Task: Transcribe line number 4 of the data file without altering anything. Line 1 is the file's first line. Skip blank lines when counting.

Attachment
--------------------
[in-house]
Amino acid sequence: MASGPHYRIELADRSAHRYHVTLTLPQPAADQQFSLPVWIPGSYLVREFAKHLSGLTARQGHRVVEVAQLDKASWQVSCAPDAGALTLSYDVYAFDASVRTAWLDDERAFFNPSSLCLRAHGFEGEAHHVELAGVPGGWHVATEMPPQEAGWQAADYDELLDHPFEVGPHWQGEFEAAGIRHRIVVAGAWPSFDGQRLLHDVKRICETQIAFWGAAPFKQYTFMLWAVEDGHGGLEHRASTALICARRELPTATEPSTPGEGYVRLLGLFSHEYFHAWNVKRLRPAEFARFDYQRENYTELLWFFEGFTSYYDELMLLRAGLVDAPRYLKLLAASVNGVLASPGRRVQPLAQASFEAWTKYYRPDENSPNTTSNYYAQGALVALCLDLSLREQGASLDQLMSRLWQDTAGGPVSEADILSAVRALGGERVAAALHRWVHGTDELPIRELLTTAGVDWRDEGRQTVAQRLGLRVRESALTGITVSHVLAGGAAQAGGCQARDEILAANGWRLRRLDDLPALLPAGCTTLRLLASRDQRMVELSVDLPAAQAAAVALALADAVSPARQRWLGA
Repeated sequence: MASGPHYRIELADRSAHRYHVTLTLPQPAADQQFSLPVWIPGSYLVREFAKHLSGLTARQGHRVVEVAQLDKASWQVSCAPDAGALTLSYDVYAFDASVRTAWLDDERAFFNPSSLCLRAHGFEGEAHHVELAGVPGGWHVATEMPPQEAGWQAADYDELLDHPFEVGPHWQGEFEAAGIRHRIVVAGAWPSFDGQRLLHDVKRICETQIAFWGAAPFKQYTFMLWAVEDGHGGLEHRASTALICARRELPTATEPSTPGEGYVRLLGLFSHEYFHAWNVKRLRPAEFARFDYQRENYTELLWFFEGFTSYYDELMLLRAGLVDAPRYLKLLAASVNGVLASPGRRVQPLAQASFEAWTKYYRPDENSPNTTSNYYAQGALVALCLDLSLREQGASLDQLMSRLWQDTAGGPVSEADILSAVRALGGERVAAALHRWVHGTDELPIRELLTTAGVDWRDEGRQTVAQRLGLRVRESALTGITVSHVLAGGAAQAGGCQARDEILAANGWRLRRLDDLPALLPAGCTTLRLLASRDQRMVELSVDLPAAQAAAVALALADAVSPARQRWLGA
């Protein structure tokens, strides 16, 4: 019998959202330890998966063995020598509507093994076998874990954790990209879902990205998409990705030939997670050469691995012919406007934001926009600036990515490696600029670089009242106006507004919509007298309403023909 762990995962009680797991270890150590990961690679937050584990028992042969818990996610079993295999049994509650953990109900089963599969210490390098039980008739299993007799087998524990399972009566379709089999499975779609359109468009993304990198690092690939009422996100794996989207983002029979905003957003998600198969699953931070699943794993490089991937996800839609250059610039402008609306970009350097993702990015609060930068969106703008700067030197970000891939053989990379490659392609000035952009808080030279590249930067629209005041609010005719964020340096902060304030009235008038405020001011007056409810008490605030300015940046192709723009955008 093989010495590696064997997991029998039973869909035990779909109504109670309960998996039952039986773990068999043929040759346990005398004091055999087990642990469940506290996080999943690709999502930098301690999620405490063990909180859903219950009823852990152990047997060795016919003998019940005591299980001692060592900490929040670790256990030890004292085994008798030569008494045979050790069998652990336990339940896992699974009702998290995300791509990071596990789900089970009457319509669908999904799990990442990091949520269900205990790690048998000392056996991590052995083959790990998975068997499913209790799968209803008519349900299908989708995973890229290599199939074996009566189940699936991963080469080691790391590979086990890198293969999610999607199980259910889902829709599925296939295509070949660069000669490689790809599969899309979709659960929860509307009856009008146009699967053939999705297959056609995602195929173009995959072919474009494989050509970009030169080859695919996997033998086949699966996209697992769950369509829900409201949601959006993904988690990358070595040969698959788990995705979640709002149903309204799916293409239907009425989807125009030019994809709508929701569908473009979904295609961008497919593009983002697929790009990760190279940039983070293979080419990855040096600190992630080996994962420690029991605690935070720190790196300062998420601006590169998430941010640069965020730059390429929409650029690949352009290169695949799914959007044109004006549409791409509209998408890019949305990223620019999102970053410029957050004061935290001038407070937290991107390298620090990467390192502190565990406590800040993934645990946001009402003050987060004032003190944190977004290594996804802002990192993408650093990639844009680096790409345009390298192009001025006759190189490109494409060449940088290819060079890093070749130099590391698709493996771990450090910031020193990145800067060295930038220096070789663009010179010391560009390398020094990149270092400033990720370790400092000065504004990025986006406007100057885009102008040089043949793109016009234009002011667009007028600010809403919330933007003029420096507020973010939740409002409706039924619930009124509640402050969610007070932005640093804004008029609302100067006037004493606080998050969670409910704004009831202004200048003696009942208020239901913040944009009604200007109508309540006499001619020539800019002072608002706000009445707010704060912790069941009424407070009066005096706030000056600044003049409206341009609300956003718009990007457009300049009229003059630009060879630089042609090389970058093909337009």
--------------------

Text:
């Protein structure tokens, strides 16, 4: 019998959202330890998966063995020598509507093994076998874990954790990209879902990205998409990705030939997670050469691995012919406007934001926009600036990515490696600029670089009242106006507004919509007298309403023909 762990995962009680797991270890150590990961690679937050584990028992042969818990996610079993295999049994509650953990109900089963599969210490390098039980008739299993007799087998524990399972009566379709089999499975779609359109468009993304990198690092690939009422996100794996989207983002029979905003957003998600198969699953931070699943794993490089991937996800839609250059610039402008609306970009350097993702990015609060930068969106703008700067030197970000891939053989990379490659392609000035952009808080030279590249930067629209005041609010005719964020340096902060304030009235008038405020001011007056409810008490605030300015940046192709723009955008 093989010495590696064997997991029998039973869909035990779909109504109670309960998996039952039986773990068999043929040759346990005398004091055999087990642990469940506290996080999943690709999502930098301690999620405490063990909180859903219950009823852990152990047997060795016919003998019940005591299980001692060592900490929040670790256990030890004292085994008798030569008494045979050790069998652990336990339940896992699974009702998290995300791509990071596990789900089970009457319509669908999904799990990442990091949520269900205990790690048998000392056996991590052995083959790990998975068997499913209790799968209803008519349900299908989708995973890229290599199939074996009566189940699936991963080469080691790391590979086990890198293969999610999607199980259910889902829709599925296939295509070949660069000669490689790809599969899309979709659960929860509307009856009008146009699967053939999705297959056609995602195929173009995959072919474009494989050509970009030169080859695919996997033998086949699966996209697992769950369509829900409201949601959006993904988690990358070595040969698959788990995705979640709002149903309204799916293409239907009425989807125009030019994809709508929701569908473009979904295609961008497919593009983002697929790009990760190279940039983070293979080419990855040096600190992630080996994962420690029991605690935070720190790196300062998420601006590169998430941010640069965020730059390429929409650029690949352009290169695949799914959007044109004006549409791409509209998408890019949305990223620019999102970053410029957050004061935290001038407070937290991107390298620090990467390192502190565990406590800040993934645990946001009402003050987060004032003190944190977004290594996804802002990192993408650093990639844009680096790409345009390298192009001025006759190189490109494409060449940088290819060079890093070749130099590391698709493996771990450090910031020193990145800067060295930038220096070789663009010179010391560009390398020094990149270092400033990720370790400092000065504004990025986006406007100057885009102008040089043949793109016009234009002011667009007028600010809403919330933007003029420096507020973010939740409002409706039924619930009124509640402050969610007070932005640093804004008029609302100067006037004493606080998050969670409910704004009831202004200048003696009942208020239901913040944009009604200007109508309540006499001619020539800019002072608002706000009445707010704060912790069941009424407070009066005096706030000056600044003049409206341009609300956003718009990007457009300049009229003059630009060879630089042609090389970058093909337009």